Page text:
This is home of the Parliament of Lithuania. Before that, though, it was the headquarters of the Supreme Council of the Republic of Lithuania and the Parliament of Restoration (Sąjūdis), which were the institutions tasked with preparing and announcing the Lithuanian Independence Act. Sąjūdis played a key role in establishing the constitutional and legal foundation of Lithuania as we know it today. That’s not where it started, though. Before all of that happened, Sąjūdis was an important organization for us in the dissident movement.

The Parliament of the Republic of Lithuania

Sąjūdis was established on the 3rd of June 1988 as a party of intellectuals, both communist and non-communist, with their common goal being the reinstatement of independence to Lithuania. Cleverly, the Sąjūdis members chose to work within the systems and not be radically for or against the Communist party. This way, they could relate to the needs of the deprived Lithuanians who wanted their country back in their own hands, and at the same time, they would collaborate with the Communist party to get financial and legal support for some of their causes.

What is less well-known is that Sąjūdis was actively supporting democratic oppositionist groups and dissidents, connecting the democratic parties across the entire Soviet Union! Providing partial funding, they made it possible for the printing of independent publications from across the whole Union. Drafts of the various underground group newspaper would reach the Physics Institute of Vilnius, where Sąjūdis member and former diplomat of Lithuania, Petras Vaitiekūnas, would make numerous of copies.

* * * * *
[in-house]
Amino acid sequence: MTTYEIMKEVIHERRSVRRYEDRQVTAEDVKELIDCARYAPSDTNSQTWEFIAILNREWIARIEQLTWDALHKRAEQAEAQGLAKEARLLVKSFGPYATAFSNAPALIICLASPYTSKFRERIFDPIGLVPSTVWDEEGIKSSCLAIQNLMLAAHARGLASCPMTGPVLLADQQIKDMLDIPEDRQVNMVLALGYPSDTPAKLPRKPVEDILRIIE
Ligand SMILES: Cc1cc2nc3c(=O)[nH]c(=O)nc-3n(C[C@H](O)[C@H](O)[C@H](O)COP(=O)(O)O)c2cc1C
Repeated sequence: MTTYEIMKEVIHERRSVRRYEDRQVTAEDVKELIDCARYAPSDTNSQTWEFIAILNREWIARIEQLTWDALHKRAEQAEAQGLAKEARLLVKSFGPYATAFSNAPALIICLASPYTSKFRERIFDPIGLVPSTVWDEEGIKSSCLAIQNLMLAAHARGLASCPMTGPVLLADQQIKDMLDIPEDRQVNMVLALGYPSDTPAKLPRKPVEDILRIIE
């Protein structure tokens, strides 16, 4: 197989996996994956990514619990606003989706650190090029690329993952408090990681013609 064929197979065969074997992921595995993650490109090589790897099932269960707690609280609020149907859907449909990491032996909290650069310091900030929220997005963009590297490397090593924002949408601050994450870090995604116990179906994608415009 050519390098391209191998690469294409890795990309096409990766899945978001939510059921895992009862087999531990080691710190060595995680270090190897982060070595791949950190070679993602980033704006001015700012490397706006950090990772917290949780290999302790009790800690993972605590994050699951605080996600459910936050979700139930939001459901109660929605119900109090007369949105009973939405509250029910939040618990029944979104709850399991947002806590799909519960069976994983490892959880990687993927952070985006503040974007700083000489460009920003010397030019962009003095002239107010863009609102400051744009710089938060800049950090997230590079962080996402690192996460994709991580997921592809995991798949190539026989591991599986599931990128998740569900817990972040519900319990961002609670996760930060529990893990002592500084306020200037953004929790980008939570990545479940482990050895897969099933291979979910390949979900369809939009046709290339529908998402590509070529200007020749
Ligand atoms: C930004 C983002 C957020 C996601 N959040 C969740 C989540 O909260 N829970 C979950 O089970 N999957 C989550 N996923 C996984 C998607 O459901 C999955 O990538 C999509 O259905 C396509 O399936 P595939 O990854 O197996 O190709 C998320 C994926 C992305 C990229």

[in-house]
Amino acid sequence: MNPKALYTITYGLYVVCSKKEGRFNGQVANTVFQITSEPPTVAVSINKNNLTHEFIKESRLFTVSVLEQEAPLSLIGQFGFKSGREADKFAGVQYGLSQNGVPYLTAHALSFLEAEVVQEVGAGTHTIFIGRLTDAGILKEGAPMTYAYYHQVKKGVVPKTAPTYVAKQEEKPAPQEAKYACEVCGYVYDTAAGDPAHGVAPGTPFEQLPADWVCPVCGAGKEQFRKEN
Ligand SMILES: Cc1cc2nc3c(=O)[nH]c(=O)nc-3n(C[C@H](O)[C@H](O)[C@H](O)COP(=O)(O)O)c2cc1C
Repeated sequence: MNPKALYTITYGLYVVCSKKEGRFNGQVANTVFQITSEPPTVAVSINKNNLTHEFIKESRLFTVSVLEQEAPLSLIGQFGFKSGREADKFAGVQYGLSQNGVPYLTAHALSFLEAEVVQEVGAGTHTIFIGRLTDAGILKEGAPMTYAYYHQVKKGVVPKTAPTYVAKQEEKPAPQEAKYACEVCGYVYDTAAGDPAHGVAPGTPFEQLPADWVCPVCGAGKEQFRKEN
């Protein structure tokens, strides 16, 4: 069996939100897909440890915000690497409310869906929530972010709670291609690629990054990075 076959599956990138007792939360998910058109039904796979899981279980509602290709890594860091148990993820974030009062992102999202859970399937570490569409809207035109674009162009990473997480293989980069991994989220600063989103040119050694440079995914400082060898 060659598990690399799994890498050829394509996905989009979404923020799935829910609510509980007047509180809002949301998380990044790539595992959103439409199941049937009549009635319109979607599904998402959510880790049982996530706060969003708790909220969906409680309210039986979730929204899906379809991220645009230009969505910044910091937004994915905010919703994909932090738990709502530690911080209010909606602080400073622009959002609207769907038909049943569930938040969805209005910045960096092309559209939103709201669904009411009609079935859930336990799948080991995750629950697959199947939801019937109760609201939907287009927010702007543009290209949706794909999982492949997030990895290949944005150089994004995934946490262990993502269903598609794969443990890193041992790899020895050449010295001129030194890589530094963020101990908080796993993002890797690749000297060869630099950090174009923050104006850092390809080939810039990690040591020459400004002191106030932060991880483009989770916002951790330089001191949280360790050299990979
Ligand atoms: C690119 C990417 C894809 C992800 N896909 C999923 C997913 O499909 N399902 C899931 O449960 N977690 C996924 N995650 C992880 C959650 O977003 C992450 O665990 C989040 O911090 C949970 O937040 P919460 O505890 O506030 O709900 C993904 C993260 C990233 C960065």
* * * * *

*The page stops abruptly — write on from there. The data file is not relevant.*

Petras believed so strongly in getting the word out, he figured the best way for you to learn about what happened was from him directly. That’s him calling now. Go on, pick up!

In 1990, Sąjūdis representatives won the absolute majority in the Supreme Council of the Lithuanian SSR, and elected Vytautas Landsbergis as the Chairman. And on March 11th, 1990, Lithuanian independence was declared again. A great day indeed.

There would certainly be obstacles along the way, including the fighting against Russian forces who wanted to keep us under their oppressive rule. So, as we head to our next stop, we should take a moment to pause at the Memorial for the 13th of January and say a silent thank you to those who fought, and those who died, to ensure our freedom to rule ourselves.

Yes, you heard me right - some people died for our freedom, even though we were not in a full-scale war at the time. After the declaration of restoration of independence, the Soviet Union simply could not accept that they were losing grip over their occupied territories. In January of 1991, the Red Army was sent to Lithuania to take back power. Immediately after the news about it spread, thousands of Lithuanians united to defend some of the most important pillars of democracy and freedom - our radio and TV towers. People formed human chains around the towers and other important objects in Lithuania, and Red Army did not hesitate to shoot at them or run them over with their tanks.

Here is what the monument for the victims of January events looks like (click on the picture below to see directions to it!)

And here's our next stop in the map below. Feel free to continue once you are there.

Next stop: The Supreme Court of Lithuania